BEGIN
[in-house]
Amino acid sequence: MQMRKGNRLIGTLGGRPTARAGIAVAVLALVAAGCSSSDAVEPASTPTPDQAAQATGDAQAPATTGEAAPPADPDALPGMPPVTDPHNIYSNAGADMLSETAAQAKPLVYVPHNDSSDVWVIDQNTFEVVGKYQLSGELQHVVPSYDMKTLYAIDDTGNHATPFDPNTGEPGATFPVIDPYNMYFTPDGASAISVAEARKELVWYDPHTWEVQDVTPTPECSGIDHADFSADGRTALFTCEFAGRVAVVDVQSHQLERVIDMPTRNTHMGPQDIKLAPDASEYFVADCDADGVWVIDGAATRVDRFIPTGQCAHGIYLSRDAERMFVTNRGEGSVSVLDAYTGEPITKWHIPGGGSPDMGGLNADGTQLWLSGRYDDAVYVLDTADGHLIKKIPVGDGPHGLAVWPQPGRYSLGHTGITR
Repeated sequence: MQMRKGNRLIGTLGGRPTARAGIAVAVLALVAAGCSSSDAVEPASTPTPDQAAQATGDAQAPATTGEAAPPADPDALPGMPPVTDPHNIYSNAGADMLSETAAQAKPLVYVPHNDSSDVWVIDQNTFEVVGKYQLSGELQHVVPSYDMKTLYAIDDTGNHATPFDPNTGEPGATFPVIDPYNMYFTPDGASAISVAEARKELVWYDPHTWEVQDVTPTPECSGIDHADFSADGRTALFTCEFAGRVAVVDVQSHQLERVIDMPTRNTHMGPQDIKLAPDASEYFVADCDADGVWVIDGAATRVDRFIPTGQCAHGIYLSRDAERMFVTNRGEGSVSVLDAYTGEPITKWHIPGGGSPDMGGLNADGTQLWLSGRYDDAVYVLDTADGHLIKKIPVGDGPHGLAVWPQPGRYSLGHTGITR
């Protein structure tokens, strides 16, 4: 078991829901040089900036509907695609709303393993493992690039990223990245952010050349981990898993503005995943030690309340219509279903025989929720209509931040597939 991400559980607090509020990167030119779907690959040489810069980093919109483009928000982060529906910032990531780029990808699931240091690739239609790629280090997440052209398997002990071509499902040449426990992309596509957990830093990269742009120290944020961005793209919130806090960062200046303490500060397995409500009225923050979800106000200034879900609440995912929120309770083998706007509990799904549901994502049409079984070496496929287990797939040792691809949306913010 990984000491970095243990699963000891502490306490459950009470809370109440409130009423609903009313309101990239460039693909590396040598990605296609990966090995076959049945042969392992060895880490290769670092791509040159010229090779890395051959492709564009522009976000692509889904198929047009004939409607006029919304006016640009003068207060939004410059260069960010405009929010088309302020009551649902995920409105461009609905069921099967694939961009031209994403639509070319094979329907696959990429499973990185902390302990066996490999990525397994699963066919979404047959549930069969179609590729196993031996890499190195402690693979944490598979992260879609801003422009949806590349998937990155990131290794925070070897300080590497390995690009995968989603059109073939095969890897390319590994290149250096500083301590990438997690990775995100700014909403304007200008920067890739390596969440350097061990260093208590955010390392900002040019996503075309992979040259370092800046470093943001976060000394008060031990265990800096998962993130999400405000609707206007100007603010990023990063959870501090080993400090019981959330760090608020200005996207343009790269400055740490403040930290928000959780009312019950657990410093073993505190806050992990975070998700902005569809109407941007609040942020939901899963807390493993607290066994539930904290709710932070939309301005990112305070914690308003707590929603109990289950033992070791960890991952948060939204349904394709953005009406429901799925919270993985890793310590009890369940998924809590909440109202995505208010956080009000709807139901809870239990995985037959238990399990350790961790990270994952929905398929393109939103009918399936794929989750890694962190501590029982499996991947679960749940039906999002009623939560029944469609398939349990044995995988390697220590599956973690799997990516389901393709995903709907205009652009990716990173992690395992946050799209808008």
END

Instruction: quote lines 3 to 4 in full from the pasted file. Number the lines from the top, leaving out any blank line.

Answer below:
Repeated sequence: MQMRKGNRLIGTLGGRPTARAGIAVAVLALVAAGCSSSDAVEPASTPTPDQAAQATGDAQAPATTGEAAPPADPDALPGMPPVTDPHNIYSNAGADMLSETAAQAKPLVYVPHNDSSDVWVIDQNTFEVVGKYQLSGELQHVVPSYDMKTLYAIDDTGNHATPFDPNTGEPGATFPVIDPYNMYFTPDGASAISVAEARKELVWYDPHTWEVQDVTPTPECSGIDHADFSADGRTALFTCEFAGRVAVVDVQSHQLERVIDMPTRNTHMGPQDIKLAPDASEYFVADCDADGVWVIDGAATRVDRFIPTGQCAHGIYLSRDAERMFVTNRGEGSVSVLDAYTGEPITKWHIPGGGSPDMGGLNADGTQLWLSGRYDDAVYVLDTADGHLIKKIPVGDGPHGLAVWPQPGRYSLGHTGITR
């Protein structure tokens, strides 16, 4: 078991829901040089900036509907695609709303393993493992690039990223990245952010050349981990898993503005995943030690309340219509279903025989929720209509931040597939 991400559980607090509020990167030119779907690959040489810069980093919109483009928000982060529906910032990531780029990808699931240091690739239609790629280090997440052209398997002990071509499902040449426990992309596509957990830093990269742009120290944020961005793209919130806090960062200046303490500060397995409500009225923050979800106000200034879900609440995912929120309770083998706007509990799904549901994502049409079984070496496929287990797939040792691809949306913010 990984000491970095243990699963000891502490306490459950009470809370109440409130009423609903009313309101990239460039693909590396040598990605296609990966090995076959049945042969392992060895880490290769670092791509040159010229090779890395051959492709564009522009976000692509889904198929047009004939409607006029919304006016640009003068207060939004410059260069960010405009929010088309302020009551649902995920409105461009609905069921099967694939961009031209994403639509070319094979329907696959990429499973990185902390302990066996490999990525397994699963066919979404047959549930069969179609590729196993031996890499190195402690693979944490598979992260879609801003422009949806590349998937990155990131290794925070070897300080590497390995690009995968989603059109073939095969890897390319590994290149250096500083301590990438997690990775995100700014909403304007200008920067890739390596969440350097061990260093208590955010390392900002040019996503075309992979040259370092800046470093943001976060000394008060031990265990800096998962993130999400405000609707206007100007603010990023990063959870501090080993400090019981959330760090608020200005996207343009790269400055740490403040930290928000959780009312019950657990410093073993505190806050992990975070998700902005569809109407941007609040942020939901899963807390493993607290066994539930904290709710932070939309301005990112305070914690308003707590929603109990289950033992070791960890991952948060939204349904394709953005009406429901799925919270993985890793310590009890369940998924809590909440109202995505208010956080009000709807139901809870239990995985037959238990399990350790961790990270994952929905398929393109939103009918399936794929989750890694962190501590029982499996991947679960749940039906999002009623939560029944469609398939349990044995995988390697220590599956973690799997990516389901393709995903709907205009652009990716990173992690395992946050799209808008």